graph = S.plot(prange=(0, 1),thickness=2)  # plot S
graph += YS.plot(c_xy, ranges={t: (0,1)},  # plot YS
    arrowsize=1.5,number_values=11,color='grey')               
show(graph, ymax=1.1,ymin=0,xmax=2,figsize=[4,3])   # show plot

Remark. In many examples, the exact solutions to ODE systems are not accessible.

Fortunately, the same figure as in previous example can be obtained, solving the system numerically.


Example 21.10

Use numerical tools to obtain the figure from the previous example.

First we check that the connection coefficients from the previous example correspond to an elliptic paraboloid.

In [16]:
%display plain
u, v = var('u, v', domain='real')
eparaboloid = ParametrizedSurface3D([u, v, u^2+v^2], [u, v],
             'elliptic paraboloid')
eparaboloid.connection_coefficients()
Out[16]:
{(1, 1, 1): 4*u/(4*u^2 + 4*v^2 + 1),
 (1, 1, 2): 4*v/(4*u^2 + 4*v^2 + 1),
 (1, 2, 1): 0,
 (1, 2, 2): 0,
 (2, 1, 1): 0,
 (2, 1, 2): 0,
 (2, 2, 1): 4*u/(4*u^2 + 4*v^2 + 1),
 (2, 2, 2): 4*v/(4*u^2 + 4*v^2 + 1)}

Now we can use the method

eparaboloid.parallel_translation_numerical(curve, t, v0, tinterval).

In the above command

curve =[x(t),y(t)] can be replaced for example by [s,s],

t by s,

v0 by [1.0,1.0],

and tinterval =[t_0,t_1,number_of_subintervals] by [0.0, 1.0, 9].

Use the command eparaboloid.parallel_translation_numerical? to obtain more information.

In [17]:
s = var('s')                           # symbolic variable
vector_field = eparaboloid.parallel_translation_numerical([s,s],s,
            [1.0,0.0],[0.0, 1.0, 9])   # numerical parallel translations
times, components = zip(*vector_field) # list of t_i and Y_i
vec=[vector(v) for v in components]    # vectors corresponding to Y_i
strt=[vector([t,t]) for t in times]    # vector of points on the curve
p=plot(s,(s,0,1),thickness=2,color='red')     # plot the curve in red
pl=sum([plot(vec[k],start=strt[k],arrowsize=1.5, color='grey') 
        for k in range(10)])           # plot all  vectors Y_i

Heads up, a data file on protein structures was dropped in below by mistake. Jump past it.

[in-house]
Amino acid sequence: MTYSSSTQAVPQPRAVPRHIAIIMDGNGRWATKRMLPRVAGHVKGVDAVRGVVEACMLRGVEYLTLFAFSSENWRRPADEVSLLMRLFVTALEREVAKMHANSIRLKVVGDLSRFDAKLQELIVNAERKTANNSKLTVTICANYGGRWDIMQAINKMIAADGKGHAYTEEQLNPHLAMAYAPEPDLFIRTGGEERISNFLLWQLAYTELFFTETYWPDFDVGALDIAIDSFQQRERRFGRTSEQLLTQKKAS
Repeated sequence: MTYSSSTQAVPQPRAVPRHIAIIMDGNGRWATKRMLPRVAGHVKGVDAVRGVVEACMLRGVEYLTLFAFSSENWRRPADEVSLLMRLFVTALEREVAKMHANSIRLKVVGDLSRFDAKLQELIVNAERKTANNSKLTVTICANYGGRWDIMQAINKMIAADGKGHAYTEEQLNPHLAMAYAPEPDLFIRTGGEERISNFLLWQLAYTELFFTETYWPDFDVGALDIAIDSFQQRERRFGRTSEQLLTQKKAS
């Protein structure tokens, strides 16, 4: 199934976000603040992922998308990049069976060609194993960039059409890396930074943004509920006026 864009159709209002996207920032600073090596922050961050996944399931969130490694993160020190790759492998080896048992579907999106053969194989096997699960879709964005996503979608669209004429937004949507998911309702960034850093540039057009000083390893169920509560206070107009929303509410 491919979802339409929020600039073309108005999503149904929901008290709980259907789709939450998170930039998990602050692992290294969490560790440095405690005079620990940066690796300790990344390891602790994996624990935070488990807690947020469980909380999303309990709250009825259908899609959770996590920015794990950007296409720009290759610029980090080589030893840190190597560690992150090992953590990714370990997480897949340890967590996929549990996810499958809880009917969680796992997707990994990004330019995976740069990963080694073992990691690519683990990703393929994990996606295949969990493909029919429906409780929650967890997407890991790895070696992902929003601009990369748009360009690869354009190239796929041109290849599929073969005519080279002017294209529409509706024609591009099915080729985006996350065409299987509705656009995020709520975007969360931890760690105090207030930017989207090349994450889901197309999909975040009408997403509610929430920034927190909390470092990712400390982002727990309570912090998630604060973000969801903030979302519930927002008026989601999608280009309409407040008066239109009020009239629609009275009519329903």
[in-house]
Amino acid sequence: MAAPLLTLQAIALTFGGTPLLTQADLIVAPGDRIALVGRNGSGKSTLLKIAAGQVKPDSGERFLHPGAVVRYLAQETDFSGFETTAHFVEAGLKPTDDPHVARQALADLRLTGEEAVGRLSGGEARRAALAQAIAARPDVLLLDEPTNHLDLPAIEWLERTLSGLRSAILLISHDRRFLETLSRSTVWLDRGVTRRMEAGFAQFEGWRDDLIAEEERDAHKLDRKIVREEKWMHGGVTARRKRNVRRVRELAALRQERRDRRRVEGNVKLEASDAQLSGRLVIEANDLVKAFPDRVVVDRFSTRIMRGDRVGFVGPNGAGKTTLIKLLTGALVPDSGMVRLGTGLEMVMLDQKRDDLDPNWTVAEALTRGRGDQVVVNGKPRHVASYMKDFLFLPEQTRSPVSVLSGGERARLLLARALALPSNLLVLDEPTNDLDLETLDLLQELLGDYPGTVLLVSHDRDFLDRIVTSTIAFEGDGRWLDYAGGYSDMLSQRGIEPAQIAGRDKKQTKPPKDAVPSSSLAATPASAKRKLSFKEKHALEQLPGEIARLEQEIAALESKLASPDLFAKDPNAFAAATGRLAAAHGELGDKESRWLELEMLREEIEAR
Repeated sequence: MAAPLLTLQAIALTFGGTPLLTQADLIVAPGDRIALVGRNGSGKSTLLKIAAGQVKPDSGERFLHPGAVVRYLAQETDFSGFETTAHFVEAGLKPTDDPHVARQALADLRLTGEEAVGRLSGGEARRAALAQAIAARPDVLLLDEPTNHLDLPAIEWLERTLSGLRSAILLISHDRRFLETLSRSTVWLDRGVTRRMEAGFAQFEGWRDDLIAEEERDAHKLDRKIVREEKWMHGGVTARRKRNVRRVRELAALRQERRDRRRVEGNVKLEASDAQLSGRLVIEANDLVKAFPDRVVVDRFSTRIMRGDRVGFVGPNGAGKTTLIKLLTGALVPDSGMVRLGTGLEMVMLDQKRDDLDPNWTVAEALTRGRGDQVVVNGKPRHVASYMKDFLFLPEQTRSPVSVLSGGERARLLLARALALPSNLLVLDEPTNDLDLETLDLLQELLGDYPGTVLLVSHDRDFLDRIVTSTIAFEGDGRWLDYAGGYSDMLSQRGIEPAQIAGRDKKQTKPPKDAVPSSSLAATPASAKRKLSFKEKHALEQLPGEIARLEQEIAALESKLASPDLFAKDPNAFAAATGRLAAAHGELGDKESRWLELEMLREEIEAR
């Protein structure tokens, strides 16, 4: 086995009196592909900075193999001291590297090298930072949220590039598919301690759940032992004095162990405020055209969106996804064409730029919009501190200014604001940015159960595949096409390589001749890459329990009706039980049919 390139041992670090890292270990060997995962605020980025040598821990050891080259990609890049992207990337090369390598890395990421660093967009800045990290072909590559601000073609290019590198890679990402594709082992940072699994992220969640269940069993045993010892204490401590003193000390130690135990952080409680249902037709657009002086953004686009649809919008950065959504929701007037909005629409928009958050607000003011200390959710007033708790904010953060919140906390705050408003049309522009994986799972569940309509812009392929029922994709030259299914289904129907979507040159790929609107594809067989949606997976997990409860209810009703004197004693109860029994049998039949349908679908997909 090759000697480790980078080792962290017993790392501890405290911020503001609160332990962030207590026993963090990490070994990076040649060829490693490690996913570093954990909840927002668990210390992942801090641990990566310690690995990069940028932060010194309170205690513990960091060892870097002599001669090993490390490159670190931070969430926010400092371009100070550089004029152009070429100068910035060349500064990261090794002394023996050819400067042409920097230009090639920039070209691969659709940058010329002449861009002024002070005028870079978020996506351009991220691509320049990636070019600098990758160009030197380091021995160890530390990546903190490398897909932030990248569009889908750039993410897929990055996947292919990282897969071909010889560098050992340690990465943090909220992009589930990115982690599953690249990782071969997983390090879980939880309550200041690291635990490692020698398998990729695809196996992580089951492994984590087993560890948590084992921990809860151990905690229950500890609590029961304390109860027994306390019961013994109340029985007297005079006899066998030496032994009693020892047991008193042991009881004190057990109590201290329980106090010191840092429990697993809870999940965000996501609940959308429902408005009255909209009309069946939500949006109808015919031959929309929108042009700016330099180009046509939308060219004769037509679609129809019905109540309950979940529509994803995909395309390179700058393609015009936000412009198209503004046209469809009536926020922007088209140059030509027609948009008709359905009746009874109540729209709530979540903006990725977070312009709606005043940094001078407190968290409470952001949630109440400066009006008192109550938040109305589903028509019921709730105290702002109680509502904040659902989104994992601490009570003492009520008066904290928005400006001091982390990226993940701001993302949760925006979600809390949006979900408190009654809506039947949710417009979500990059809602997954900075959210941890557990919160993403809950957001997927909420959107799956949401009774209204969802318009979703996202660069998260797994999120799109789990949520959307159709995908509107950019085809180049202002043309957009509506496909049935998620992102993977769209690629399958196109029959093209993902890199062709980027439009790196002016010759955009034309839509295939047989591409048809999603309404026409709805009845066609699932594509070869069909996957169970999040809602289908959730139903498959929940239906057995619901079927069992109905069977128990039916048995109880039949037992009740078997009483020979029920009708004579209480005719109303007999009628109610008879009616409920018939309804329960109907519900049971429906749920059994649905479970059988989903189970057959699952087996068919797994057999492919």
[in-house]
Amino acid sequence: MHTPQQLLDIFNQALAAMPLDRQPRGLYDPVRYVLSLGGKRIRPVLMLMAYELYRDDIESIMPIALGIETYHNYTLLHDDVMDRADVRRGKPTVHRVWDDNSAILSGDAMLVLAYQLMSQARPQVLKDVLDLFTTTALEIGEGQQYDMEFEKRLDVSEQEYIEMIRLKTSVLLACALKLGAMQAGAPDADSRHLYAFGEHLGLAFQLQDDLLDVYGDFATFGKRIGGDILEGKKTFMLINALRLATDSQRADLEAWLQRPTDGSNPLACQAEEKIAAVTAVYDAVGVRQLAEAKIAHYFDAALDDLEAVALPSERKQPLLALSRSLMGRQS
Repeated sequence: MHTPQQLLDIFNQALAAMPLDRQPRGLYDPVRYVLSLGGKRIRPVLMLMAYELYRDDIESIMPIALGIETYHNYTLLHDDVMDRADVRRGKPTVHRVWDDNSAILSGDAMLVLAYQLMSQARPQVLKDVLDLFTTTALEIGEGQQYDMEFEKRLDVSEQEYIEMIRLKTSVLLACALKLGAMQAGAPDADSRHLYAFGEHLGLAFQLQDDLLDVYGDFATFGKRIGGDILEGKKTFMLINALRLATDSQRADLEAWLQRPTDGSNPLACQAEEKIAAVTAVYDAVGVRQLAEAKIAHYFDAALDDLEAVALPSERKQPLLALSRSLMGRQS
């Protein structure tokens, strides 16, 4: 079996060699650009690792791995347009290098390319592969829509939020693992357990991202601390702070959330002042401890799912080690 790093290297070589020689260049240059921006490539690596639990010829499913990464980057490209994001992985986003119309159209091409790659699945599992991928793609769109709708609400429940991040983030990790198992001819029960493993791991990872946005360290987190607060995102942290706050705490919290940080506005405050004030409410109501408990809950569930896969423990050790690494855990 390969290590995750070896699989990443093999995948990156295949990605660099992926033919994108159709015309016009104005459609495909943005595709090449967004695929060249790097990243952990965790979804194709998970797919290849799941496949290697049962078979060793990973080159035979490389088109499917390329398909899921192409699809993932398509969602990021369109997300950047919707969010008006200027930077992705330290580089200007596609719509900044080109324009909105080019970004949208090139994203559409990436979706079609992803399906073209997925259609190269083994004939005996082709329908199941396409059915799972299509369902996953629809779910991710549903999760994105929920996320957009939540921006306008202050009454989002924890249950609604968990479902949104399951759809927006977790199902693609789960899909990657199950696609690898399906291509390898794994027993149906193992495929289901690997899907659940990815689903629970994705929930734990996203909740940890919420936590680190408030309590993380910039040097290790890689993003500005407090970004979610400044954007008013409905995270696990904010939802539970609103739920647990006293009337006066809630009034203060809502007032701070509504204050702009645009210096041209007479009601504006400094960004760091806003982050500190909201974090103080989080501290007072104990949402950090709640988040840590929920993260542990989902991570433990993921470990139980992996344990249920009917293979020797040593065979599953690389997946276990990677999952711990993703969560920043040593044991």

(p+pl).show(xmax=2,ymin =-0.2,figsize=[4,3])  # combine plots

Let us note that the values of the compositions $\Gamma_{ij}^k\circ\gamma$ in the above calculations are cached, and can be used for example in symbolic computations:

In [18]:
# after above calculations the same command gives different result
eparaboloid.connection_coefficients()  
Out[18]:
{(1, 1, 1): 4*s/(8*s^2 + 1),
 (1, 1, 2): 4*s/(8*s^2 + 1),
 (1, 2, 1): 0,
 (1, 2, 2): 0,
 (2, 1, 1): 0,
 (2, 1, 2): 0,
 (2, 2, 1): 4*s/(8*s^2 + 1),
 (2, 2, 2): 4*s/(8*s^2 + 1)}



Remark. In previous examples we have used linear functions to define $\gamma$. If the numerical approach is used we can try more complicated curves.


Example 21.11

Let us investigate the parallel transport from the previous example but along the curve $x=t,\ y=t^2, \ t\in [0,1]$.

In [19]:
u, v = var('u, v', domain='real')        # symbolic variables for surf. param.
eparaboloid = ParametrizedSurface3D([u, v, u^2+v^2], [u, v],
                'elliptic paraboloid')   #  elliptic paraboloid - parametric def.
s = var('s')                             # parameter of curve
vector_field = eparaboloid.parallel_translation_numerical([s,s^2],s,
        [1.0,0.0],[0.0, 1.0, 9])         # compute parallel translations Y_i of Y_0
                                         # for i=1,...,9
times, components = zip(*vector_field)   #  list of t_i and Y_i, i=0,...,9

vec=[vector(v) for v in components]      # vectors corresponding to lists  Y_i
strt=[vector([t,t^2]) for t in times]    # vector of points on the curve
p=plot(s^2,(s,0,1),thickness=2,color='red')       # plot curve
pl=sum([plot(vec[k],start=strt[k],arrowsize=1.5,color='grey') 
        for k in range(10)])             # plot all vectors Y_i
(p+pl).show(xmax=2,ymin =-0.2,figsize=[4,3])      # combine plots

Remark. This time the symbols $\Gamma_{ij}^k\circ\gamma$ are more complicated:

In [20]:
%display plain
eparaboloid.connection_coefficients()